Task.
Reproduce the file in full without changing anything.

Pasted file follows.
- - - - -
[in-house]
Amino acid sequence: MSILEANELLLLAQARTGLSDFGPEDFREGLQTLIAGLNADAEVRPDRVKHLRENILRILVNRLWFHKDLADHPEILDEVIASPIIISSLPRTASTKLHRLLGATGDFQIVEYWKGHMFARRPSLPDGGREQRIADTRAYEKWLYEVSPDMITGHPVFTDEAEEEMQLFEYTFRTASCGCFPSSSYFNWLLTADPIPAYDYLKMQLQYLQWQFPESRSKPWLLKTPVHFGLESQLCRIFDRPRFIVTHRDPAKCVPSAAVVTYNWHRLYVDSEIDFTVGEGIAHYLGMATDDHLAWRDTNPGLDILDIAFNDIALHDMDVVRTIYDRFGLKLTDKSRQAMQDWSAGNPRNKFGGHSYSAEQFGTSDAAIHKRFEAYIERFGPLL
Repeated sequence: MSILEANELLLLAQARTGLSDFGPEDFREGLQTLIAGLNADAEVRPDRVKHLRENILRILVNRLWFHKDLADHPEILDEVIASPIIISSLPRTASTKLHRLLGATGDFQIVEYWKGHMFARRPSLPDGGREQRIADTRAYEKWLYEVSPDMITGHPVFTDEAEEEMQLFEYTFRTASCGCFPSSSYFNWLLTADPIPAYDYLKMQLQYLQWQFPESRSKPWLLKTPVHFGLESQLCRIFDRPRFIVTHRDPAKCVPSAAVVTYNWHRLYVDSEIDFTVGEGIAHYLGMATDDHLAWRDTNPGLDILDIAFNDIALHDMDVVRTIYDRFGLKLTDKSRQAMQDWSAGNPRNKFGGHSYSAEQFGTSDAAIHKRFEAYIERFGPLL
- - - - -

[in-house]
Amino acid sequence: MSILEANELLLLAQARTGLSDFGPEDFREGLQTLIAGLNADAEVRPDRVKHLRENILRILVNRLWFHKDLADHPEILDEVIASPIIISSLPRTASTKLHRLLGATGDFQIVEYWKGHMFARRPSLPDGGREQRIADTRAYEKWLYEVSPDMITGHPVFTDEAEEEMQLFEYTFRTASCGCFPSSSYFNWLLTADPIPAYDYLKMQLQYLQWQFPESRSKPWLLKTPVHFGLESQLCRIFDRPRFIVTHRDPAKCVPSAAVVTYNWHRLYVDSEIDFTVGEGIAHYLGMATDDHLAWRDTNPGLDILDIAFNDIALHDMDVVRTIYDRFGLKLTDKSRQAMQDWSAGNPRNKFGGHSYSAEQFGTSDAAIHKRFEAYIERFGPLL
Repeated sequence: MSILEANELLLLAQARTGLSDFGPEDFREGLQTLIAGLNADAEVRPDRVKHLRENILRILVNRLWFHKDLADHPEILDEVIASPIIISSLPRTASTKLHRLLGATGDFQIVEYWKGHMFARRPSLPDGGREQRIADTRAYEKWLYEVSPDMITGHPVFTDEAEEEMQLFEYTFRTASCGCFPSSSYFNWLLTADPIPAYDYLKMQLQYLQWQFPESRSKPWLLKTPVHFGLESQLCRIFDRPRFIVTHRDPAKCVPSAAVVTYNWHRLYVDSEIDFTVGEGIAHYLGMATDDHLAWRDTNPGLDILDIAFNDIALHDMDVVRTIYDRFGLKLTDKSRQAMQDWSAGNPRNKFGGHSYSAEQFGTSDAAIHKRFEAYIERFGPLL